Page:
As a result of this periodic upward progress the minimum payment for loss of earnings is now two-and-a-half times what it was 14 years ago, which does not seem to me to be altogether bad going. But in view of what has been said and the criticisms which have been made of the adequacy of the allowances, I should like to go back to the principle behind these payments, because it seems to me that the Opposition must have changed their ground. As the House knows, the whole question——
§ Mr. Thomas Fraser (Hamilton)
If the Parliamentary Secretary insists, as he is doing, on going back to the beginning, will he go back to 1929? It was in 1929 that provision was first made for having loss allowances for county councillors in Scotland. If the hon. Gentleman does that, I think he will find that at that time the maximum sum available for financial loss allowances was 15s. and it was substantially in excess of the average wage.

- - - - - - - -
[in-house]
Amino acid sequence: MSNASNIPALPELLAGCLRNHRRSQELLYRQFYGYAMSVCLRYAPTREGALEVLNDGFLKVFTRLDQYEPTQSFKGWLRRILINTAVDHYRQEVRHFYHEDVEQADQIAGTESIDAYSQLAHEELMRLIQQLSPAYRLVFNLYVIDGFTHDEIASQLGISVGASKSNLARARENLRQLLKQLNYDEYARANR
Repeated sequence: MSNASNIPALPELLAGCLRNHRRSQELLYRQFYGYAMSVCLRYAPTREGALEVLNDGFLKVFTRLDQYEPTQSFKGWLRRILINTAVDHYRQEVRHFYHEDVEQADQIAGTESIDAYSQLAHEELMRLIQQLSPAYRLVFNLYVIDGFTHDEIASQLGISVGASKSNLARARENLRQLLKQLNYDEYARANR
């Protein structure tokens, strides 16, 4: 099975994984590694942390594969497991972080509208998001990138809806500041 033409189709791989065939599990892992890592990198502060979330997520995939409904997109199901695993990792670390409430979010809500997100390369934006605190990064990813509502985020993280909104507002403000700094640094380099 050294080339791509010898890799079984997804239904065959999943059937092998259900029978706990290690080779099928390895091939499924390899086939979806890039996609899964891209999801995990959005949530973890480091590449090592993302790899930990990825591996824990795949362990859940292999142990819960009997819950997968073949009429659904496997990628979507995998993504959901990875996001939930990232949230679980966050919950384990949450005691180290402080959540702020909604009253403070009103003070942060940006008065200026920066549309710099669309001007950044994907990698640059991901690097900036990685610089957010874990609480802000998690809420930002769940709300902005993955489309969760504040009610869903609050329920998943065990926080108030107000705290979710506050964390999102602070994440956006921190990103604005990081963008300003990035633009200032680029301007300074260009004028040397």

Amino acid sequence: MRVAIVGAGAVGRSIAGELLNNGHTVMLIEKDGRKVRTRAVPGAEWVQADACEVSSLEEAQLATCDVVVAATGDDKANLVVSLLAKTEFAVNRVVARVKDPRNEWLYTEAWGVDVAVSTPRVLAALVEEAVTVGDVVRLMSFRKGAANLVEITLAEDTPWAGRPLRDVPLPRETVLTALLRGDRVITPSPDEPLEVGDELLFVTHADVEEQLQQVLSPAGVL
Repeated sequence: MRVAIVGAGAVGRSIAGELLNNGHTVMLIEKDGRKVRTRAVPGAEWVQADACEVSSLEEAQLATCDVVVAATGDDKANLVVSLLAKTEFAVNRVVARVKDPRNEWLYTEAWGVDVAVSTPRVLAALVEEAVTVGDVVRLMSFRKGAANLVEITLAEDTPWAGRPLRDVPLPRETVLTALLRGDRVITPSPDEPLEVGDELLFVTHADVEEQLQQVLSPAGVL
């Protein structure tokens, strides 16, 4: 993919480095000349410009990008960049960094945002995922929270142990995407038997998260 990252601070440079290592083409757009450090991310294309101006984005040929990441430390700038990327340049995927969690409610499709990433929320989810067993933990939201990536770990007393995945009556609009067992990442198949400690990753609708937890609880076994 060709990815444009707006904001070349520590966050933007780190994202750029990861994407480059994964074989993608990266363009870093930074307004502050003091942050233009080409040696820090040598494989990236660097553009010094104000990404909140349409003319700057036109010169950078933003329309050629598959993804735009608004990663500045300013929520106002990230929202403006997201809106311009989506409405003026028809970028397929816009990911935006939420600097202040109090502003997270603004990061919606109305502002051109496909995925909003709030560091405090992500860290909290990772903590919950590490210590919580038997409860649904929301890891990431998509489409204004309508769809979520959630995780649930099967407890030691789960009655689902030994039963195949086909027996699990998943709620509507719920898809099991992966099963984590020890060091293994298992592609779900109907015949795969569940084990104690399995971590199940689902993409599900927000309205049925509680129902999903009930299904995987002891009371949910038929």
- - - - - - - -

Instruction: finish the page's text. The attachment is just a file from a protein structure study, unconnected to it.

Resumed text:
§ Mr. Galbraith
I have had an opportunity to read the speech which the hon. Gentleman made on the last occasion and of which he has given a very correct synopsis. But the party opposite accepted the recommendations of the Lindsay Committee and the approach of the Committee to the question of allowances for councillors is contained in paragraphs 40 to 45 of its 1314 Report. There the Committee says that it appears to begenerally accepted that local government should be carried on by men and women giving their time and trouble without recompense or personal gain.
§ Mr. Galbraith
If the hon. Gentleman would keep quiet, and give me an opportunity to say something, instead of being so anxious to speak from a sitting position, I should be very grateful to him.